Fifth Sunday after Pentecost


            A certain woman went down the road from Wauchope to Port Macquarie and ran over a piece of wood on the road. A nail was protruding from the wood. It punctured her tyre and left her stranded by the side of the road. After seeing that she had a flat tyre she got back in the car, locked the doors and prayed that the Lord would send some help. By chance there came a limousine along the road with a bumper sticker that read, “SMILE! God loves you”. When the occupants of the car saw the stranded woman, they moved over to the far lane and accelerated away without smiling.

Likewise, there came a sports car with a bumper sticker saying, “Honk if you love Jesus”. The man who was driving passed by, in fact put his foot down, moved over to the far lane and drove on. He didn’t honk or use his mobile phone to call the NRMA about the woman’s dilemma.

But a certain working man, as he travelled to his job, came to the place where the lady had stopped, and when he saw her flat tyre had compassion on her. He stopped his old battered ute, and offered to change the flat tyre. The man took out the spare tyre, jacked up the car, removed the flat tyre and replaced it with the spare.

When he had finished, the woman tried to pay him. He refused the money saying, “If my wife were stranded on the highway with a flat tyre, I’d want some Good Samaritan to stope and help her”. He returned to his bumper-sticker less ute, smiled honked his horn and went on his way. Which one of these was neighbour to the woman with the flat tyre?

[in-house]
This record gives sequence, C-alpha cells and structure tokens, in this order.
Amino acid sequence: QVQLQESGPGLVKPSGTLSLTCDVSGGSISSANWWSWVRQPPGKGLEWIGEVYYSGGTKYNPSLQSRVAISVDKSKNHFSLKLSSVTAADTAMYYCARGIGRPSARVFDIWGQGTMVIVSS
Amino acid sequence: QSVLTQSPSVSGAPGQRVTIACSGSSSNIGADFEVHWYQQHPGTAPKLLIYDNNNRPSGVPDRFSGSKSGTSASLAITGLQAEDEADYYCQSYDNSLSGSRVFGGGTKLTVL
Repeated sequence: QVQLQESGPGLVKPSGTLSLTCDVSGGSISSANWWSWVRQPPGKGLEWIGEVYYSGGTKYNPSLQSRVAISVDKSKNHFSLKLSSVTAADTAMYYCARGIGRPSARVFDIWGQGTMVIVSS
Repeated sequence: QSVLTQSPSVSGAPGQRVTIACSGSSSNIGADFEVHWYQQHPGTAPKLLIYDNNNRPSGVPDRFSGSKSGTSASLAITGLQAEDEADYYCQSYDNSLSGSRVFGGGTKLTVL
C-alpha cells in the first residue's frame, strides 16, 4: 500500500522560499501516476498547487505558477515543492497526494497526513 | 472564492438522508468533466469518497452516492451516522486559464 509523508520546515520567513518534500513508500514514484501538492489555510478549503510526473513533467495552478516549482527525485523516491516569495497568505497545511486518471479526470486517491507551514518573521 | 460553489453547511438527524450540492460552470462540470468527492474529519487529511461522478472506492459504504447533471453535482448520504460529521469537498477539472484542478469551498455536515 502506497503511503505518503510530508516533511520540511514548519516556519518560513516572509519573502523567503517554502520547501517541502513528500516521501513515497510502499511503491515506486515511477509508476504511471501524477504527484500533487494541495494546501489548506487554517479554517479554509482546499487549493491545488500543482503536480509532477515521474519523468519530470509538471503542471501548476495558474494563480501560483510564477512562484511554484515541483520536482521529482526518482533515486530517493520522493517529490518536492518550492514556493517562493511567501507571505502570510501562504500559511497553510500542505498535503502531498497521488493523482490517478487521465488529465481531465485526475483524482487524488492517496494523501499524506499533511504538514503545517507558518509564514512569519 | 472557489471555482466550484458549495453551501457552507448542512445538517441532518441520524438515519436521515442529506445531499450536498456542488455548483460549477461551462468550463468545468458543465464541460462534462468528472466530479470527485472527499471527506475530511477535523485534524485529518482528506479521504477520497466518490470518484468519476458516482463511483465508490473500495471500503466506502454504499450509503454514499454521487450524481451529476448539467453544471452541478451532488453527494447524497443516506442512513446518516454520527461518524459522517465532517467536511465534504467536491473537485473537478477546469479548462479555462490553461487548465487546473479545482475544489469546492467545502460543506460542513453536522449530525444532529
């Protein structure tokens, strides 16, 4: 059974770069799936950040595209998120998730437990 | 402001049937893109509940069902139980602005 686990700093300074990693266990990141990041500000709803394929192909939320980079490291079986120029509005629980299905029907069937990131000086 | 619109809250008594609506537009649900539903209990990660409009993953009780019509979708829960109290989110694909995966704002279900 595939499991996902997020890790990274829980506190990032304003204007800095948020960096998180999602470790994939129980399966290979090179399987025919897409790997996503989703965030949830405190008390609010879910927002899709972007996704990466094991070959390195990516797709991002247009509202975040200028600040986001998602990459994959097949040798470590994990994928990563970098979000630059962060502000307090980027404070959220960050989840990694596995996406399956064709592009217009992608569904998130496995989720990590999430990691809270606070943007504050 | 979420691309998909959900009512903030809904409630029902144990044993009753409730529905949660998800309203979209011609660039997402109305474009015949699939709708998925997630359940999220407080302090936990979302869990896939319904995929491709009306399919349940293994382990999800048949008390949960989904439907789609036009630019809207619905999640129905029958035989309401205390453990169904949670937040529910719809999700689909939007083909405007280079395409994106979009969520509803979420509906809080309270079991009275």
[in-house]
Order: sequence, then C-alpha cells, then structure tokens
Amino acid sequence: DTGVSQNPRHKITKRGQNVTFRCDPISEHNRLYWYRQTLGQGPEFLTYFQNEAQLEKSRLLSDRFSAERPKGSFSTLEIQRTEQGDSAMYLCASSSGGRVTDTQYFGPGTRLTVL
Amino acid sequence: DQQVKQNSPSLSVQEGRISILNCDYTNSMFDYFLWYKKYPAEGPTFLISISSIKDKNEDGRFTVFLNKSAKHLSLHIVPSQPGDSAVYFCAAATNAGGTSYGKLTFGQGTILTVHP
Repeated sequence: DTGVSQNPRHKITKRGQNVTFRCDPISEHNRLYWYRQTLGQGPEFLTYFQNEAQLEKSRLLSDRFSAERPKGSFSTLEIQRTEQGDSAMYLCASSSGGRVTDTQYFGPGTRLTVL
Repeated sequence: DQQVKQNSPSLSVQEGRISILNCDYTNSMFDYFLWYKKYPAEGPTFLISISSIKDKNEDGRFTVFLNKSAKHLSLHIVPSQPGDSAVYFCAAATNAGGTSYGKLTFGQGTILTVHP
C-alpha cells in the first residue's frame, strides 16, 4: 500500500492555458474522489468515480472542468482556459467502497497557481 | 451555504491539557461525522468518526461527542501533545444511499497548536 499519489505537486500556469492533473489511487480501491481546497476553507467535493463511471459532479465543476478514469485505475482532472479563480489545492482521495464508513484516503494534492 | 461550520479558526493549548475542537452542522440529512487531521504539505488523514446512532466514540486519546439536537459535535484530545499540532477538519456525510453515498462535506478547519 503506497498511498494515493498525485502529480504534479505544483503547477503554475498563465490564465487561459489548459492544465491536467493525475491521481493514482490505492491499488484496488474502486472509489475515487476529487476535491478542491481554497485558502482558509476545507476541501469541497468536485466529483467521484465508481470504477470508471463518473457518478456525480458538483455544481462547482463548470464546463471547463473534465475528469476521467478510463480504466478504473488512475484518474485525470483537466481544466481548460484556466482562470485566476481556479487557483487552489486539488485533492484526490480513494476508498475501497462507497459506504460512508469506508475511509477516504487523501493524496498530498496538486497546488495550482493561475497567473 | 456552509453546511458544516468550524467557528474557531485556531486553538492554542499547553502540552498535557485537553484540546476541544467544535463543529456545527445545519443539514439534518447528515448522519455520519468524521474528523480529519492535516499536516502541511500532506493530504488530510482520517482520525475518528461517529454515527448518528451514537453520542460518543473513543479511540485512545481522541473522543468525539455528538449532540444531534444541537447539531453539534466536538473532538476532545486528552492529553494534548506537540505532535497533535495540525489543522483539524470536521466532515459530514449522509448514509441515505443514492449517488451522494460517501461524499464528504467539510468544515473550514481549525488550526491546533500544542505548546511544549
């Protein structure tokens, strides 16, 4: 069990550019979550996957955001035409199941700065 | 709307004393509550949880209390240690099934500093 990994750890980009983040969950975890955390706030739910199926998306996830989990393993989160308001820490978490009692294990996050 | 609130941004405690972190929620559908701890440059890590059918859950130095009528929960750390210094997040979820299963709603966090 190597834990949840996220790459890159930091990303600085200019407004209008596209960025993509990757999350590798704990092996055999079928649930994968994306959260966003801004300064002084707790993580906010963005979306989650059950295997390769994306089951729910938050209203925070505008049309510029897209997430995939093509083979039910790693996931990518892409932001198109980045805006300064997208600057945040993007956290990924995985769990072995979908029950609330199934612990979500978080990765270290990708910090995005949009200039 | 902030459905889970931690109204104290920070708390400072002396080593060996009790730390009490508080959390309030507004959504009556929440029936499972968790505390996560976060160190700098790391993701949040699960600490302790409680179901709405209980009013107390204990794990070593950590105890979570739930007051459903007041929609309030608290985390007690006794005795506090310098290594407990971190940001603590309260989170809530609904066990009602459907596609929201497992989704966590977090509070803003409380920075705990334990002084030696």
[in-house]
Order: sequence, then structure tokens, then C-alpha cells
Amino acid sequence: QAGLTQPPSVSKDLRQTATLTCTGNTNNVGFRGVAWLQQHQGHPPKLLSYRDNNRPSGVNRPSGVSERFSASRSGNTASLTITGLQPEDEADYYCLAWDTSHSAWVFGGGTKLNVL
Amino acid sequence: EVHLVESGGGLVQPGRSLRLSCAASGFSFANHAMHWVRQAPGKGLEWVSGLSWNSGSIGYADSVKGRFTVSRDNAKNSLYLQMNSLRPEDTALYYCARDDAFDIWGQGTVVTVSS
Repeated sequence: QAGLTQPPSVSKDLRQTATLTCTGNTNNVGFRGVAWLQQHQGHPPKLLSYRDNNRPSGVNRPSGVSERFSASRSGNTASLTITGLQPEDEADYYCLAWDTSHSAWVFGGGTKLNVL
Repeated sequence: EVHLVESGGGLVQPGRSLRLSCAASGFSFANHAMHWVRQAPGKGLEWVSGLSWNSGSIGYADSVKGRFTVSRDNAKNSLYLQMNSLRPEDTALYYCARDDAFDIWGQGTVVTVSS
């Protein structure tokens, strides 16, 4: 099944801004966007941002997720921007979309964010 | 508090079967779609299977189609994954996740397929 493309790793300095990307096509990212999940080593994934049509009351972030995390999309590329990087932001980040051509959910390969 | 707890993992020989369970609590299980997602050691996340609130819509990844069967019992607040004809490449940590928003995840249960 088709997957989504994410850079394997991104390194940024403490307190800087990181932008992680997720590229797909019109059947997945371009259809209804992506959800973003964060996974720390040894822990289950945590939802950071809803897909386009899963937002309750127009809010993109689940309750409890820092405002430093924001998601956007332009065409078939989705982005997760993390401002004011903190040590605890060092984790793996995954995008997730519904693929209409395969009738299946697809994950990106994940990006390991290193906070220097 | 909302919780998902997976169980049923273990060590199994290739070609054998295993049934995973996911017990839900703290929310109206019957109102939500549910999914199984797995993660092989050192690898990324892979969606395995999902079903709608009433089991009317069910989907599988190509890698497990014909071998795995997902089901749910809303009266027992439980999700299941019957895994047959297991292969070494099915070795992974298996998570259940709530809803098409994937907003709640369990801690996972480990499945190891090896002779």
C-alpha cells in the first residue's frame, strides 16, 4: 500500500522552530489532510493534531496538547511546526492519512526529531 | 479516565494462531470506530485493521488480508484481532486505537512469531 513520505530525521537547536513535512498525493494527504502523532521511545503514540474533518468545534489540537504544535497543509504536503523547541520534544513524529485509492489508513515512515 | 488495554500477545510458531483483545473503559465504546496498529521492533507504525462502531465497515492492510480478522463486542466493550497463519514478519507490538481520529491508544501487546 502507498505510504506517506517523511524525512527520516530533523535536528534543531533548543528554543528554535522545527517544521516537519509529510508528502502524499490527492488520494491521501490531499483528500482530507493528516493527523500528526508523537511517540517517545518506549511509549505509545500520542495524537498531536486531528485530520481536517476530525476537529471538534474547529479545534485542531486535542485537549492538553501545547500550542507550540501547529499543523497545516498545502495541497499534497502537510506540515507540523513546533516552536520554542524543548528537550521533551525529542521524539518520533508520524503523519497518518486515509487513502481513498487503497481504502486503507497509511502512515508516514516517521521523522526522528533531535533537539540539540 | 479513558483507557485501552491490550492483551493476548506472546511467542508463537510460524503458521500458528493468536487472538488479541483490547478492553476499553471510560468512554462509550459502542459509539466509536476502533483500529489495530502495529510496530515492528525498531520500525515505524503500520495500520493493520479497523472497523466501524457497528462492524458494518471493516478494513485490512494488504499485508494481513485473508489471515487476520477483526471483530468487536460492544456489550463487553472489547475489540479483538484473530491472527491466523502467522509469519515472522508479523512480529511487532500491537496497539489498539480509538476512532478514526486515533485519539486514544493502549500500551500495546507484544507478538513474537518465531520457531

Of course, you recognized in this story the parable that Jesus told about the Good Samaritan. The reason why Jesus told this story in the first place is important. 

A man well versed in the Old Testament law asked Jesus a question because he wanted to trick Jesus into saying something that would show him as a false teacher. “What must I do to inherit eternal life?” In reply to Jesus’ question the lawyers’ answer came straight from the Old Testament. ( vs 27). Jesus congratulates the lawyer for his answer, saying, “Do this and you will live”. But the lawyer isn’t going to let Jesus get away so easily. Do he asks, “Who is my neighbour?” “Is it the unruly child sho lives in my street, or that annoying person who lives next door? Is it the homeless person who annoys passers-by by asking for money for a sandwich? Is it the orphan in Africa whose parents died of Aids or the victim of war in Iraq?” The lawyer continues, “I am confused by the immense range of possibilities which this commandment place before me, Jesus. Shouldn’t we set up priorities of need? Shouldn’t we stipulate certain types of “neighbours” who deserve to be helped over those who seem to abuse this “love your neighbour rule”, simply to get themselves out of trouble? All this must be cleared up before I can love my neighbour. Tell me now, “Who is my neighbour?”

The lawyer wanted a precise definition about the meaning of the word ”neighbour”. And so long as everybody kept discussing definitions, there was no need to get serious about doing anything.  Whatever the lawyers motives were, Jesus took the opportunity to make this a time for teaching.

Jesus tells the story of the Good Samaritan and ends with the disconcerting reversal of the question of who my neighbour is. The reversal runs as follows: Who among these-priest-Levite and Samaritan- had behaved as a neighbour? Who was a neighbour to the wounded victim? Was it the priest- a man dedicated to serving God in the temple? Was it the Levite-a teacher of the law-someone who surely knew right from wrong? Was it the Samaritan-an outsider-not regarded as part of God’s family? Who acted like a neighbour to the man attacked by robbers, Jesus asks?”